Lonicera canadensis (Fly Honeysuckle)

Plant Info
Also known as:
Family:Caprifoliaceae (Honeysuckle)
Life cycle:perennial woody
Habitat:part shade, shade; woods and forests
Bloom season:May - June
Plant height:2 to 4 feet
Wetland Indicator Status:GP: FACU MW: FACU NCNE: FACU
MN county distribution (click map to enlarge):Minnesota county distribution map
National distribution (click map to enlarge):National distribution map

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Detailed Information

Flower: Flower shape: 5-petals Flower shape: tubular

[photo of flowers] Hanging pairs of flowers at the tip of 1-year-old branches and arising from leaf axils near the branch tips, the pair of flowers at the end of a slender stalk up to 1 inch long. Flowers are ½ to ¾ inch long, funnel-shaped, pale yellow sometimes tinged purple, with 5 flaring triangular lobes. Emerging from the tube are 5 pale yellow stamens and a long, slender, pale yellow style with a dome-shaped stigma at the tip. At the base of the floral tube, on the outside edge, is a small hump, and between the flower and stalk is the oval, green ovary. At the base of the ovary is a small, scale-like bract. The cluster stalk is slender and hairless.

Leaves and stems: Leaf attachment: opposite Leaf type: simple

[photo of leaves] Leaves are opposite, 1½ to 3½ inches long, 1 to 2 inches wide, lance-elliptic to egg-shaped, blunt or pointed at the tip, rounded to somewhat heart-shaped at the base, on a short stalk. Edges are toothless but fringed in fine hairs (ciliate). Upper surface is hairless, lower is paler than the upper and may be sparsely hairy. Twigs are green to purplish, hairless, and solid with a white pith. Older bark is brown to gray and often peeling in strips. Branches are straggling and may take root where they touch the ground, forming clonal plants.

Fruit: Fruit type: berry/drupe

[photo of fruit] Fruit is a pair of bright red, oval berries, each ¼ to 1/3 inch long, the pair pointing in opposite directions.


A common sight in Minnesota's woodlands and forests north of the Metro, Fly Honeysuckle is easy to ID from the pairs of flowers or bright red fruits, and leaves with ciliate edges. The flowers are similar to Mountain Fly Honeysuckle (Lonicera villosa), which has a pair of flowers about half the size, sharing a single ovary and producing a single blue-black berry, and leaves hairy on both surfaces.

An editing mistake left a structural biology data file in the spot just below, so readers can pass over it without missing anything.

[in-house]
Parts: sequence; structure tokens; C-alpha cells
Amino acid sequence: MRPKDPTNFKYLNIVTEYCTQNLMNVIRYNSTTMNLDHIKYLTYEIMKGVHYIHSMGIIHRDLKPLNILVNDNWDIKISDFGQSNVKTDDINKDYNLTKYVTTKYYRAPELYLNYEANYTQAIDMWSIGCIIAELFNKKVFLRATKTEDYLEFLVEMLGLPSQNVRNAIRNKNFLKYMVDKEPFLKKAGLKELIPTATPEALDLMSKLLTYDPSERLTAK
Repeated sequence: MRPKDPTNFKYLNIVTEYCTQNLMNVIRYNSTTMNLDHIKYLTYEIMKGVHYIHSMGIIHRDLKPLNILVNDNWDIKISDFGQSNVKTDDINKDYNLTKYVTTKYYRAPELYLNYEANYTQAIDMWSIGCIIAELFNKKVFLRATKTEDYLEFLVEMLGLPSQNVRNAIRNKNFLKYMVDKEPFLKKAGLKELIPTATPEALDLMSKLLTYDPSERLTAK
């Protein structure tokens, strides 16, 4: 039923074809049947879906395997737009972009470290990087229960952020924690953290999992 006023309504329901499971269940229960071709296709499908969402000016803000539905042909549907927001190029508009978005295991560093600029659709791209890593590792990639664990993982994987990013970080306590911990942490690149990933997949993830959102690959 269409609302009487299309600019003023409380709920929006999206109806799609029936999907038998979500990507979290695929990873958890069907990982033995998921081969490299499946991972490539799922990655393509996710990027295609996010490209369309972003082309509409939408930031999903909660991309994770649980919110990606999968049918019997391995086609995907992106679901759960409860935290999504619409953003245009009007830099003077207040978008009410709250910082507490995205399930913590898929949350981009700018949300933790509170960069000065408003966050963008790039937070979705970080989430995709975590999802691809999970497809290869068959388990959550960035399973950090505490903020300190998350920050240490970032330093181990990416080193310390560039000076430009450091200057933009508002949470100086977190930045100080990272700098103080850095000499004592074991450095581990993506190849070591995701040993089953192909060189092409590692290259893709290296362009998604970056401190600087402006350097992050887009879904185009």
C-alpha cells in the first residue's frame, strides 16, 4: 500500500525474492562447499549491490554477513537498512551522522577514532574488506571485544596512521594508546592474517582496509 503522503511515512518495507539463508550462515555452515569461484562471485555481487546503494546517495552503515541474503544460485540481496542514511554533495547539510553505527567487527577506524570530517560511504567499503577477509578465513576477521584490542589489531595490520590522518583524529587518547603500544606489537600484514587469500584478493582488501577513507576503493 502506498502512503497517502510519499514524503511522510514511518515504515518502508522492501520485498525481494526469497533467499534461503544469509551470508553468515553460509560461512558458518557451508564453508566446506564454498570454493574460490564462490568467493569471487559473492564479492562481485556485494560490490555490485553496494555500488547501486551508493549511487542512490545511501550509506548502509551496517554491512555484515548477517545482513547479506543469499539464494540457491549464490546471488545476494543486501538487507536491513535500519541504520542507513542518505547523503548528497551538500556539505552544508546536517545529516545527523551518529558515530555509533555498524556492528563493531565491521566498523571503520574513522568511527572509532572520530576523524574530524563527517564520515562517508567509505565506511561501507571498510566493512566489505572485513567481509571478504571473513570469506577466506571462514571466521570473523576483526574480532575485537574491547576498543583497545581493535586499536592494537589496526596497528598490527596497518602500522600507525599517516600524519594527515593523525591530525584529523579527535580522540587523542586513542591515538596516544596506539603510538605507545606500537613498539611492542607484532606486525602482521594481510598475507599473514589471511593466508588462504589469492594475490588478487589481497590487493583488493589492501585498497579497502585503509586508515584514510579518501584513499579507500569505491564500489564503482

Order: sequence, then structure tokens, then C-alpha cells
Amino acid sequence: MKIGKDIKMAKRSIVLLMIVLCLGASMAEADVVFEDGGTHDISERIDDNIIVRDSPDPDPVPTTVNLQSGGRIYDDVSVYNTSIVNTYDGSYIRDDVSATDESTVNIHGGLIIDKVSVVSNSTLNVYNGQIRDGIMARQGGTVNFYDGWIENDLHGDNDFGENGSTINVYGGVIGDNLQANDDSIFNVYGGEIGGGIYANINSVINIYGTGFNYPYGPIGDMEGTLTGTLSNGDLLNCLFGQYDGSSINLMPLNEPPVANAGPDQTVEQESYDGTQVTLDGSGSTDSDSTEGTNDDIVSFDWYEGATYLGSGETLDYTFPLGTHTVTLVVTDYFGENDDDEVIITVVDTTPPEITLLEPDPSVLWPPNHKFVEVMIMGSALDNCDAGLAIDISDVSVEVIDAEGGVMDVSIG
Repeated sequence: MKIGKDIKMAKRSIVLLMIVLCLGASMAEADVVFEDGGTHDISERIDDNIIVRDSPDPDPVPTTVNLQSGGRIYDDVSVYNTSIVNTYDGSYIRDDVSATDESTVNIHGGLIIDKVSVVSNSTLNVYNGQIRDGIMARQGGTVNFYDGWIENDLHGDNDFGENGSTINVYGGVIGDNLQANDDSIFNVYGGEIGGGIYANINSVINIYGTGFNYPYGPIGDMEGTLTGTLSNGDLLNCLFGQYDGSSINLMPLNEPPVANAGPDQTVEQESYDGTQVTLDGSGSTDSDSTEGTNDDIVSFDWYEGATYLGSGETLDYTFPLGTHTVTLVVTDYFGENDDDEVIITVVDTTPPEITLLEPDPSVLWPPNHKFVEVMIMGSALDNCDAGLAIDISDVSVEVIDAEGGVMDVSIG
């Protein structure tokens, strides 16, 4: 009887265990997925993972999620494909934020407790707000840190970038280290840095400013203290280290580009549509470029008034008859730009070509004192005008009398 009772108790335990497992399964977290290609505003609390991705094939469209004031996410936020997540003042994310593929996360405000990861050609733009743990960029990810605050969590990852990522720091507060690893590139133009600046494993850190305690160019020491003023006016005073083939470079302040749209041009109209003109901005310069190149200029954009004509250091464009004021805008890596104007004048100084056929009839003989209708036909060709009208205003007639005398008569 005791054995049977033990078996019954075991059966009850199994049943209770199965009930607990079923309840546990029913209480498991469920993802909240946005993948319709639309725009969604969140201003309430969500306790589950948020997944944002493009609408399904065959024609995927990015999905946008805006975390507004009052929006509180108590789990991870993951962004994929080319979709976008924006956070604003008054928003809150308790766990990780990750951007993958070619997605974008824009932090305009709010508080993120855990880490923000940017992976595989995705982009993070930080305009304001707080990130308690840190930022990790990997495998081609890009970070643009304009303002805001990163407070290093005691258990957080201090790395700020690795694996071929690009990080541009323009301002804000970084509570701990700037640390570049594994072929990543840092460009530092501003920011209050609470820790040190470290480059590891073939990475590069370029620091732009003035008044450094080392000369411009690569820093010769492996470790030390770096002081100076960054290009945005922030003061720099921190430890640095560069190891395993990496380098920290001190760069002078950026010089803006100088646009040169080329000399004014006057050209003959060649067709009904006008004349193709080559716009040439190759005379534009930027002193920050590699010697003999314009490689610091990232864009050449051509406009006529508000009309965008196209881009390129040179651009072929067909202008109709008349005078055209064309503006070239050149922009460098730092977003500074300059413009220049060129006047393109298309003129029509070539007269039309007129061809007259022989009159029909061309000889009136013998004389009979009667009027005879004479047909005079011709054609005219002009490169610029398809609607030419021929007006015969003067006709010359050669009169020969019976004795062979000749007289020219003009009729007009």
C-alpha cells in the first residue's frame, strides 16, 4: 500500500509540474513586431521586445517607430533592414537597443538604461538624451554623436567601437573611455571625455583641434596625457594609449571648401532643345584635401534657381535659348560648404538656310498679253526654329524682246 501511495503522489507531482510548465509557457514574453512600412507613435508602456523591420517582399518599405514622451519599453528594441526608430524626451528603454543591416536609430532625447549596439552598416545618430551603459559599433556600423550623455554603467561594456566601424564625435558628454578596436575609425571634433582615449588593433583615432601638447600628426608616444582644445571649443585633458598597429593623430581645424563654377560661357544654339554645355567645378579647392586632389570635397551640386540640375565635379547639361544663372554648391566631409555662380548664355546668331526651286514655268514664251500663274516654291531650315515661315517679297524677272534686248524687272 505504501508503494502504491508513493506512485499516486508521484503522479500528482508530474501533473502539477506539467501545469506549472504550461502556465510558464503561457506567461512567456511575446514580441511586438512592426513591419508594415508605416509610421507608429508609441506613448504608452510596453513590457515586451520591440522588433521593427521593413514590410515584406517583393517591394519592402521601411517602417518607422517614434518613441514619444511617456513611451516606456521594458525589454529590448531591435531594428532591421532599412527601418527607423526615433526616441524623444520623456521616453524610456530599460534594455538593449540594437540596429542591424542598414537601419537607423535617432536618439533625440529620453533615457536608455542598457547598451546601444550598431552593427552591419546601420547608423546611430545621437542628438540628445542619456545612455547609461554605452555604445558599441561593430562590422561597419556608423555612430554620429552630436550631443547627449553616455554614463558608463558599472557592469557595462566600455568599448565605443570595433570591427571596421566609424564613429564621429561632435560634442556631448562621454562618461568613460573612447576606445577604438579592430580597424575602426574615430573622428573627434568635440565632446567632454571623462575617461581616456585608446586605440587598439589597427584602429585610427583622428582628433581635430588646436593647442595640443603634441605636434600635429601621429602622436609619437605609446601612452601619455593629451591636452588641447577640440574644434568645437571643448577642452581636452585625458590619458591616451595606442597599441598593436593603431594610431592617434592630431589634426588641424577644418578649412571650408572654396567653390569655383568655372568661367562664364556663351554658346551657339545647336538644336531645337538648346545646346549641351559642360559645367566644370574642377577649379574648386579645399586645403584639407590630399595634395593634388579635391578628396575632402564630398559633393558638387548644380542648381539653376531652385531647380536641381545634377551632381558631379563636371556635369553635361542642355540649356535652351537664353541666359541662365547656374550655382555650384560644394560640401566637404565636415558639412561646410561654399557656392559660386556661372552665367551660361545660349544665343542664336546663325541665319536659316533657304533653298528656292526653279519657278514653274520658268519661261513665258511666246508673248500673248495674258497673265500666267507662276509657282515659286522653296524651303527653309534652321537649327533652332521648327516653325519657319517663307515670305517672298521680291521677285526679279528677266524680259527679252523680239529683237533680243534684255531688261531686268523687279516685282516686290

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More photos

Photos by K. Chayka taken in Pine County. Photos courtesy Peter M. Dziuk taken in Banning State Park, Pine County, and in various locations in northern Minnesota.


Have you seen this plant in Minnesota, or have any other comments about it?

Posted by: Marisa - Lake County
on: 2015-06-17 14:24:00

I saw this in the woods near Silver Creek (north of Two Harbors but south of Gooseberry Falls) in mid-May. I was in the woods where my dad grew up, but he had never seen this flower before, based on a photo I took. I hadn't either. I didn't notice any others nearby either. It was a very small shrub with only one pair of flowers, possibly some more buds further down the stem though. I hope it'll keep growing and I'll see more flowers on it next year!

Posted by: Brandon - Embarrass, St. Louis Co
on: 2016-05-07 18:46:00

These are blooming early May under a large balsam fir near the house. The flowers are yellow and pale lavender. I have never noticed it before but it is near two other species of lonicera.

Posted by: Gary - Carlton County
on: 2018-11-20 13:57:28

I've seen hummingbirds at the flowers of this species.

Posted by: Carrie Braaten - Makinen, on East Cabin Circle, Whiteface Reservoir
on: 2019-06-25 19:00:04

I saw this for the first time ever today, very near the shoreline on the lake. The berries are very distinctive, and I was interested in finding out if they are poisonous. Obviously the blossoms are gone now. It’s June 25, 2019.

Posted by: Cheryl Batson - swatara, mn
on: 2019-07-08 03:57:43

Got this on cabin property in Aiken County near Swatara, MN. The berry is pretty unique I think. I have yet to see this in bloom though I look forward to that!

Posted by: Mary M - Carlton County
on: 2020-05-18 17:19:04

I saw these a few days ago & grabbed a sample. These are leafed out & blooming ahead of everything except swamp currents & domestic honeyberries. It has been a chilly, dry spring so far.

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